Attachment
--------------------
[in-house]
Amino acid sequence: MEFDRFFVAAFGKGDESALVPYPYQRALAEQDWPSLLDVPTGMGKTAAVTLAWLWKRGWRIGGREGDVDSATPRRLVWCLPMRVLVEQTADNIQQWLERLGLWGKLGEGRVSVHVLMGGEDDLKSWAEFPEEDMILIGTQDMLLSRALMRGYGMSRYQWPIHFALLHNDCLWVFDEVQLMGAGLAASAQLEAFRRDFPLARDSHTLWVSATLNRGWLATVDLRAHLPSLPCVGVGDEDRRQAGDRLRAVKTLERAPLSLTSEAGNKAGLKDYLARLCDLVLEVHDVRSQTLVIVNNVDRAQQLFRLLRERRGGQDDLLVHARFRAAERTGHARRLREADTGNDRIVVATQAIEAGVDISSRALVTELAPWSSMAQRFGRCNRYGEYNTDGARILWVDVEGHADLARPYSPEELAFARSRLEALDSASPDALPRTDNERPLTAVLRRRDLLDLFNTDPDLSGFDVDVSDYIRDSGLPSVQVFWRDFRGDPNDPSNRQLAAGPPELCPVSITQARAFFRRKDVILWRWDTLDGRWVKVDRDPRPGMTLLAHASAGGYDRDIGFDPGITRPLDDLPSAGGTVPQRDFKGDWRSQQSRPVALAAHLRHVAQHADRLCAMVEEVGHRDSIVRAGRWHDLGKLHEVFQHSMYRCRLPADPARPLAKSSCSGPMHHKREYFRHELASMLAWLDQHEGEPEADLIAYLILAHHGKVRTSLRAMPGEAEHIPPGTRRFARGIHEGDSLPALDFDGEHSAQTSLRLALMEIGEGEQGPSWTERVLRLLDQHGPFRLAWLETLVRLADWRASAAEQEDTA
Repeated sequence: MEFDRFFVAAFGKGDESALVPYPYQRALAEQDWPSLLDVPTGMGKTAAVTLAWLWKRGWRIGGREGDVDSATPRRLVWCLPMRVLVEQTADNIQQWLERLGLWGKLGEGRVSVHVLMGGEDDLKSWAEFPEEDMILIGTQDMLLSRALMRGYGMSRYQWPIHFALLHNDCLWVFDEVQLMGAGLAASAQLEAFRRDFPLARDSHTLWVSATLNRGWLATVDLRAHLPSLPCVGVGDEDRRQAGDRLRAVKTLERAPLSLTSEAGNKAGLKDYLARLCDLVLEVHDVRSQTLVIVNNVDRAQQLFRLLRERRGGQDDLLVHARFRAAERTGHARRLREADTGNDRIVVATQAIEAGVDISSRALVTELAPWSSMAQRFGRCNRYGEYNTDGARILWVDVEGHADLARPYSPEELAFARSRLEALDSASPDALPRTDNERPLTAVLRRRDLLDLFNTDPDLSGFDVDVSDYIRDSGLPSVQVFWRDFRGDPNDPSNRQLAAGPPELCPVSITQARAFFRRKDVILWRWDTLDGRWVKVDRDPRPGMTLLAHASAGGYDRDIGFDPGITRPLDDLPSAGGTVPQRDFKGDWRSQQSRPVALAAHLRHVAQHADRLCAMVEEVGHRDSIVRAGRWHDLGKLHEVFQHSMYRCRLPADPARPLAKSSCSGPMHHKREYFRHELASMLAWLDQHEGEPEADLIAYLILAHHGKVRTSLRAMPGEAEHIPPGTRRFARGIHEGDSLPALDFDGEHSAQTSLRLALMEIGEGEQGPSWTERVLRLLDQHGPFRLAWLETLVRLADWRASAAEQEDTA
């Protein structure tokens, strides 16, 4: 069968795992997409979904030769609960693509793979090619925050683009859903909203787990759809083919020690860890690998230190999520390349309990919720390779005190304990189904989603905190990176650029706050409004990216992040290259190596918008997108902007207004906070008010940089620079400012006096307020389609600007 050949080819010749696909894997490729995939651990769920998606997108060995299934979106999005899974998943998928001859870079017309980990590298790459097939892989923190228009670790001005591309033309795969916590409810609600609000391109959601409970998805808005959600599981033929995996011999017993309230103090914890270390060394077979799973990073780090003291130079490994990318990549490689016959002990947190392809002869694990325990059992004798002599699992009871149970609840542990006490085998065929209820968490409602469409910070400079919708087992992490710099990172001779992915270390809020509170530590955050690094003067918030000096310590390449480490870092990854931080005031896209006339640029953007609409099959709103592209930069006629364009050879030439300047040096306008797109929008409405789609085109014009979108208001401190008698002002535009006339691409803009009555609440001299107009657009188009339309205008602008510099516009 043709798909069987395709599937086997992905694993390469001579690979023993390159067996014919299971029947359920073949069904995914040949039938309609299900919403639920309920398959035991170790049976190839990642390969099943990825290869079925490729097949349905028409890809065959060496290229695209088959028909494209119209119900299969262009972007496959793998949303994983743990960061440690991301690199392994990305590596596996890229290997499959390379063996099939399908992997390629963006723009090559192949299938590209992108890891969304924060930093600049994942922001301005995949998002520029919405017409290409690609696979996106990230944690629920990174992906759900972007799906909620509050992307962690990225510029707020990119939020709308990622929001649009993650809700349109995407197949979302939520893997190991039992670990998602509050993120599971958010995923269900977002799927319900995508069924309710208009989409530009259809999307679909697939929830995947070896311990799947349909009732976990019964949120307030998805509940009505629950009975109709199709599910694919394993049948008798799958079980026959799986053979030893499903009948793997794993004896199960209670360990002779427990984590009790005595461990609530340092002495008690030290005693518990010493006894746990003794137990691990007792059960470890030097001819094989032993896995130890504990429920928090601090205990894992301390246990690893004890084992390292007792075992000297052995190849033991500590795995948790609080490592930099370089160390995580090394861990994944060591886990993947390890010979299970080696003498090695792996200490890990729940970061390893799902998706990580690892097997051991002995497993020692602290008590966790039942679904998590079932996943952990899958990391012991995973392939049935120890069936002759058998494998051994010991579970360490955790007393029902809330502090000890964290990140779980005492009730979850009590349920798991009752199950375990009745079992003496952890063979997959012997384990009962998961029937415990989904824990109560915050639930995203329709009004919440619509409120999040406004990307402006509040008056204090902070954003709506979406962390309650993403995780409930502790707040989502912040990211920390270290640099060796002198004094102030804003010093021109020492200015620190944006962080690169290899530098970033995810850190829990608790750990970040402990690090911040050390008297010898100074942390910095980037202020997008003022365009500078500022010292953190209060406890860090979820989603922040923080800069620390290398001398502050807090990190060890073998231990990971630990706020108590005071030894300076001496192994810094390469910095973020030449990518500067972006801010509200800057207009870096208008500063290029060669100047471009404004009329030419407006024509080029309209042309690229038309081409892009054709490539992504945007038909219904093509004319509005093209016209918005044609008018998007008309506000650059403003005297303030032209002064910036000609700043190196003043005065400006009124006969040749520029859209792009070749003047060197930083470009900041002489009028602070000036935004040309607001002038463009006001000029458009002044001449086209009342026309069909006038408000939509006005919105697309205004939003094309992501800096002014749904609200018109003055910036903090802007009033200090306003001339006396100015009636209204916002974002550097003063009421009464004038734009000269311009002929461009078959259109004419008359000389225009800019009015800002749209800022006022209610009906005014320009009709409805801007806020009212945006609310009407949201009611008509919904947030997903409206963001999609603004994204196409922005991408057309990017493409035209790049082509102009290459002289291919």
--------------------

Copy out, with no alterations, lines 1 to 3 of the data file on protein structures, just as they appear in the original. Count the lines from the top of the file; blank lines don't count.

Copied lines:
[in-house]
Amino acid sequence: MEFDRFFVAAFGKGDESALVPYPYQRALAEQDWPSLLDVPTGMGKTAAVTLAWLWKRGWRIGGREGDVDSATPRRLVWCLPMRVLVEQTADNIQQWLERLGLWGKLGEGRVSVHVLMGGEDDLKSWAEFPEEDMILIGTQDMLLSRALMRGYGMSRYQWPIHFALLHNDCLWVFDEVQLMGAGLAASAQLEAFRRDFPLARDSHTLWVSATLNRGWLATVDLRAHLPSLPCVGVGDEDRRQAGDRLRAVKTLERAPLSLTSEAGNKAGLKDYLARLCDLVLEVHDVRSQTLVIVNNVDRAQQLFRLLRERRGGQDDLLVHARFRAAERTGHARRLREADTGNDRIVVATQAIEAGVDISSRALVTELAPWSSMAQRFGRCNRYGEYNTDGARILWVDVEGHADLARPYSPEELAFARSRLEALDSASPDALPRTDNERPLTAVLRRRDLLDLFNTDPDLSGFDVDVSDYIRDSGLPSVQVFWRDFRGDPNDPSNRQLAAGPPELCPVSITQARAFFRRKDVILWRWDTLDGRWVKVDRDPRPGMTLLAHASAGGYDRDIGFDPGITRPLDDLPSAGGTVPQRDFKGDWRSQQSRPVALAAHLRHVAQHADRLCAMVEEVGHRDSIVRAGRWHDLGKLHEVFQHSMYRCRLPADPARPLAKSSCSGPMHHKREYFRHELASMLAWLDQHEGEPEADLIAYLILAHHGKVRTSLRAMPGEAEHIPPGTRRFARGIHEGDSLPALDFDGEHSAQTSLRLALMEIGEGEQGPSWTERVLRLLDQHGPFRLAWLETLVRLADWRASAAEQEDTA
Repeated sequence: MEFDRFFVAAFGKGDESALVPYPYQRALAEQDWPSLLDVPTGMGKTAAVTLAWLWKRGWRIGGREGDVDSATPRRLVWCLPMRVLVEQTADNIQQWLERLGLWGKLGEGRVSVHVLMGGEDDLKSWAEFPEEDMILIGTQDMLLSRALMRGYGMSRYQWPIHFALLHNDCLWVFDEVQLMGAGLAASAQLEAFRRDFPLARDSHTLWVSATLNRGWLATVDLRAHLPSLPCVGVGDEDRRQAGDRLRAVKTLERAPLSLTSEAGNKAGLKDYLARLCDLVLEVHDVRSQTLVIVNNVDRAQQLFRLLRERRGGQDDLLVHARFRAAERTGHARRLREADTGNDRIVVATQAIEAGVDISSRALVTELAPWSSMAQRFGRCNRYGEYNTDGARILWVDVEGHADLARPYSPEELAFARSRLEALDSASPDALPRTDNERPLTAVLRRRDLLDLFNTDPDLSGFDVDVSDYIRDSGLPSVQVFWRDFRGDPNDPSNRQLAAGPPELCPVSITQARAFFRRKDVILWRWDTLDGRWVKVDRDPRPGMTLLAHASAGGYDRDIGFDPGITRPLDDLPSAGGTVPQRDFKGDWRSQQSRPVALAAHLRHVAQHADRLCAMVEEVGHRDSIVRAGRWHDLGKLHEVFQHSMYRCRLPADPARPLAKSSCSGPMHHKREYFRHELASMLAWLDQHEGEPEADLIAYLILAHHGKVRTSLRAMPGEAEHIPPGTRRFARGIHEGDSLPALDFDGEHSAQTSLRLALMEIGEGEQGPSWTERVLRLLDQHGPFRLAWLETLVRLADWRASAAEQEDTA